Today, the Consumer Financial Protection Bureau (CFPB) launched a new online resource designed to help consumers optimize one of their most important income sources in retirement: Social Security.
The CFPB’s “Planning for Retirement” tool helps consumers decide when to claim their Social Security benefits, by enabling them to estimate how much money they can expect to receive at different ages, while also providing tips to help consumers evaluate the trade-offs between drawing benefits earlier as opposed to later in life.
In essence, the new resource is meant to help consumers clearly see their options, says CFPB Director Richard Cordray.
“Millions of Americans are likely to face financial insecurity in their retirement years,” Cordray said in a written statement issued Thursday. “Deciding when to start claiming Social Security benefits is one of the most important financial choices a consumer will make.”
A report released by CFPB in conjunction with the Planning for Retirement tool reveals that many older Americans are relying on Social Security for more of their income and for a longer period of time, but they end up receiving lower monthly benefits by claiming early.
Americans become eligible to claim Social Security benefits without any reduction at their “full retirement age,” according to the Social Security Administration. For people born after 1942, this “full retirement age” ranges from 66 to 67, depending on the year they were born.
Consumers can claim benefits early, however, they receive less money each month. On the other hand, some people may wait several years after reaching “full retirement age” so that they may receive bigger monthly checks.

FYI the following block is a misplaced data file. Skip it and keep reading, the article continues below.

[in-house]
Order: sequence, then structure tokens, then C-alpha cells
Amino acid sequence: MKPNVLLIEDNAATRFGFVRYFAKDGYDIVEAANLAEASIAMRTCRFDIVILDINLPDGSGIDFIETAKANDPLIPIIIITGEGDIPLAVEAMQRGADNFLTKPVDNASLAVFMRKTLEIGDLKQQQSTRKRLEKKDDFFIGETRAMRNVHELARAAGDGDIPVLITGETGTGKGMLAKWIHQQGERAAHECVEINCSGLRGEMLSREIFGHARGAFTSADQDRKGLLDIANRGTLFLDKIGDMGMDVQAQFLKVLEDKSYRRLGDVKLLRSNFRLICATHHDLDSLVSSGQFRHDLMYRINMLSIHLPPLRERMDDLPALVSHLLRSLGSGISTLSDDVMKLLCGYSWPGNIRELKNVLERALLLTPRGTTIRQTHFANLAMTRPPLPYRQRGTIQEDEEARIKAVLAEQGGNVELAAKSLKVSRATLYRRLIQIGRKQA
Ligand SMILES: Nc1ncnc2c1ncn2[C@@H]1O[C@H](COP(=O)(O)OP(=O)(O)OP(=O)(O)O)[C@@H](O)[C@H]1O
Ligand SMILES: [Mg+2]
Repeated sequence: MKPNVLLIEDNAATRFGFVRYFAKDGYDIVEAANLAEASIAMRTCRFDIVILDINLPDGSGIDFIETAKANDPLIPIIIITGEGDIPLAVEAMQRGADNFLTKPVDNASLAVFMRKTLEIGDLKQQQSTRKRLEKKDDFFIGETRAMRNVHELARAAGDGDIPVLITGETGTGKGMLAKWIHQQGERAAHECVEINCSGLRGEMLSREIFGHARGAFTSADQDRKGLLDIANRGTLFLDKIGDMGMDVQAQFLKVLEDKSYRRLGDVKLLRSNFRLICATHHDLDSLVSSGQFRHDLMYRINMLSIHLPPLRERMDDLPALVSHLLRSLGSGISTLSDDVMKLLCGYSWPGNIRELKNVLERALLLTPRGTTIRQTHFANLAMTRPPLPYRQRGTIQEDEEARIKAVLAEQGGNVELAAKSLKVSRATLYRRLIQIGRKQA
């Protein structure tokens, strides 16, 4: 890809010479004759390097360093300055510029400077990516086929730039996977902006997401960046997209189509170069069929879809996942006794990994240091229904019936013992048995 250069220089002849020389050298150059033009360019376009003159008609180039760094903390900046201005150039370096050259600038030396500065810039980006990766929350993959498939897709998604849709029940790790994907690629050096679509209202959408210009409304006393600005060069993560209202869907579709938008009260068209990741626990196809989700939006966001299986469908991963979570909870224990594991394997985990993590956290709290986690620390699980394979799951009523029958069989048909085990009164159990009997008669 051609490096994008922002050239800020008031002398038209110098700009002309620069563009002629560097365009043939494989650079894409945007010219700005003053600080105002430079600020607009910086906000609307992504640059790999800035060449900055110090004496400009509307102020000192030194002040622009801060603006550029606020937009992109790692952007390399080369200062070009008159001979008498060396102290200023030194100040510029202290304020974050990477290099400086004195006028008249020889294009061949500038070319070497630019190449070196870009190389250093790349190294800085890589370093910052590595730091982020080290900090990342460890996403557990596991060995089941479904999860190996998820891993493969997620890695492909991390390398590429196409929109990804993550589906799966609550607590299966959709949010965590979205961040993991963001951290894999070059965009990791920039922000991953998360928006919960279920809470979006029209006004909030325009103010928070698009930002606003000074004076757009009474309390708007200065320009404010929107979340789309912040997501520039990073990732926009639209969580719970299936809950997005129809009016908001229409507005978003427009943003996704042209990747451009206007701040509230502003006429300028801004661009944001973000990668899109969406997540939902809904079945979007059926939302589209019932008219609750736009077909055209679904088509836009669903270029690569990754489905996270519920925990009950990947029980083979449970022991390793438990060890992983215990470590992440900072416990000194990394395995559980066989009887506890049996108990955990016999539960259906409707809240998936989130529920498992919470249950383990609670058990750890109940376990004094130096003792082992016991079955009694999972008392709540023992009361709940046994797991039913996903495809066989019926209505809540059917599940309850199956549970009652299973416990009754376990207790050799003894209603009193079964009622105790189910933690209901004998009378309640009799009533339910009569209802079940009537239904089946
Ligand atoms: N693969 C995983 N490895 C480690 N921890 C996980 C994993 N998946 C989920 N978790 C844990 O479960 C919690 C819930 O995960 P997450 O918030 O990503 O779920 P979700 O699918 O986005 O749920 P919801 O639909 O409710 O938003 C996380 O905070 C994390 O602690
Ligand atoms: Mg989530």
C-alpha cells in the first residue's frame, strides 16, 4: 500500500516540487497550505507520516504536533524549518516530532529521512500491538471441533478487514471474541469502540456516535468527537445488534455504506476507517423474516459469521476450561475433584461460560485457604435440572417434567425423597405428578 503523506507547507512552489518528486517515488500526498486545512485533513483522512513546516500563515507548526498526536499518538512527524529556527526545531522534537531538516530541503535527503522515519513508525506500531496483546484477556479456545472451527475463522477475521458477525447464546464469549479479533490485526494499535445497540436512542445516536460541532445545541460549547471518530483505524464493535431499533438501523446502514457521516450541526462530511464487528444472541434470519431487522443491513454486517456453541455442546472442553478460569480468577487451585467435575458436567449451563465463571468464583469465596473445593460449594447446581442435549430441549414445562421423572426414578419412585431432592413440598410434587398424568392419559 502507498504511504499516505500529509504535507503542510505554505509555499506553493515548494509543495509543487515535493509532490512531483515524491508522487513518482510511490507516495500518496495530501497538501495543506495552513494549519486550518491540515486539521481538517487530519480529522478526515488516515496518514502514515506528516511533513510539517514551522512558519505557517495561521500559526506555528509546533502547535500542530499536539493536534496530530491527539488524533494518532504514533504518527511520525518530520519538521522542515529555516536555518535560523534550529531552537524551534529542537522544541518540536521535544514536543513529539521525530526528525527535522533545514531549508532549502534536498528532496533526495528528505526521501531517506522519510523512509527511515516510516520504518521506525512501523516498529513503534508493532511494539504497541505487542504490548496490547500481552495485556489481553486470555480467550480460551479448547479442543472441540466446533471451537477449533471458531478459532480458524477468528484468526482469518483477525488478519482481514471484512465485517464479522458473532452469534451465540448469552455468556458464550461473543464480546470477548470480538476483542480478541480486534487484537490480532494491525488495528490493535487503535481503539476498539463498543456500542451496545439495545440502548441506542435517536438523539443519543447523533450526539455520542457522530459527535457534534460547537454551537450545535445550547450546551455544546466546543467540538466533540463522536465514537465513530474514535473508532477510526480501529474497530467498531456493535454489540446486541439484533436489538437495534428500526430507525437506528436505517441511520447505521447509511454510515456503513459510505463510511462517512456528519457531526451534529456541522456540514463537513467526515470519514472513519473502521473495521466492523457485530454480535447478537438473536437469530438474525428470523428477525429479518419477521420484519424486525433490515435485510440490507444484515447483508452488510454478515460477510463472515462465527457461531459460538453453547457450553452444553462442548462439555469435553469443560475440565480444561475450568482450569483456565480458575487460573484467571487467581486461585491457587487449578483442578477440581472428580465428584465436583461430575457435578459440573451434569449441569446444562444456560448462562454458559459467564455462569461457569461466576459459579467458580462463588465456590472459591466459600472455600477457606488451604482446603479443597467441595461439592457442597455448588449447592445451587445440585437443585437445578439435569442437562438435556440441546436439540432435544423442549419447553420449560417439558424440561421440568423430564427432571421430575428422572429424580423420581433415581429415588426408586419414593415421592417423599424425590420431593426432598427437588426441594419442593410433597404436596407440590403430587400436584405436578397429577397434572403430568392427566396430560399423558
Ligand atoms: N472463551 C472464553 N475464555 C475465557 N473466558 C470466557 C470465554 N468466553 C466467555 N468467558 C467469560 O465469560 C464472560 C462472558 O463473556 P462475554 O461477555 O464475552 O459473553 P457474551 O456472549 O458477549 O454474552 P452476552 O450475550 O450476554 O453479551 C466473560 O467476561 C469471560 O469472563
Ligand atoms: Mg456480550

“Generally, the amount a consumer receives from Social Security is a one-time choice,” says the CFPB. “This means if a consumer claims the reduced or increased benefit, they receive that amount for the rest of their life, with annual cost-of-living adjustments. This decision also impacts the benefits an older consumer’s surviving spouse will receive after their death.”
The CFPB report, however, indicates that many consumes may not be taking advantage of their option to receive higher Social Security income, and ultimately, a more secure retirement.
Annually, more than 2 million consumers make the decision of when to begin collecting Social Security retirement benefits, according to a CFPB analysis of Social Security Administration data.
Furthermore, approximately two-thirds of the nearly 40 million Americans age-65 and older who receive Social Security depend on those benefits for half or more of their retirement income, said Cordray in his prepared remarks Thursday while speaking at a retirement event at the Brookings Institution in Washington, D.C.
“Social Security is particularly important for the growing number of beneficiaries who are age 80 and older, since it accounts for about 70% or more of their income,” he said.
Many retirees begin collecting their benefits at their earliest eligibility age, according to the CFPB report. In 2013, nearly 46% of Social Security claims were submitted at age 62. Considering Americans, on average, reaching age 65 today will live to age 85, this means consumers will likely need sufficient income to last them 20 years or more in retirement.
A looming unpreparedness among American nearing retirement stands in the way of saving effectively. The CFPB report highlights four in 10 Baby Boomers (ages 51-59) are reaching retirement with limited or no savings, and are projected to face a savings shortfall.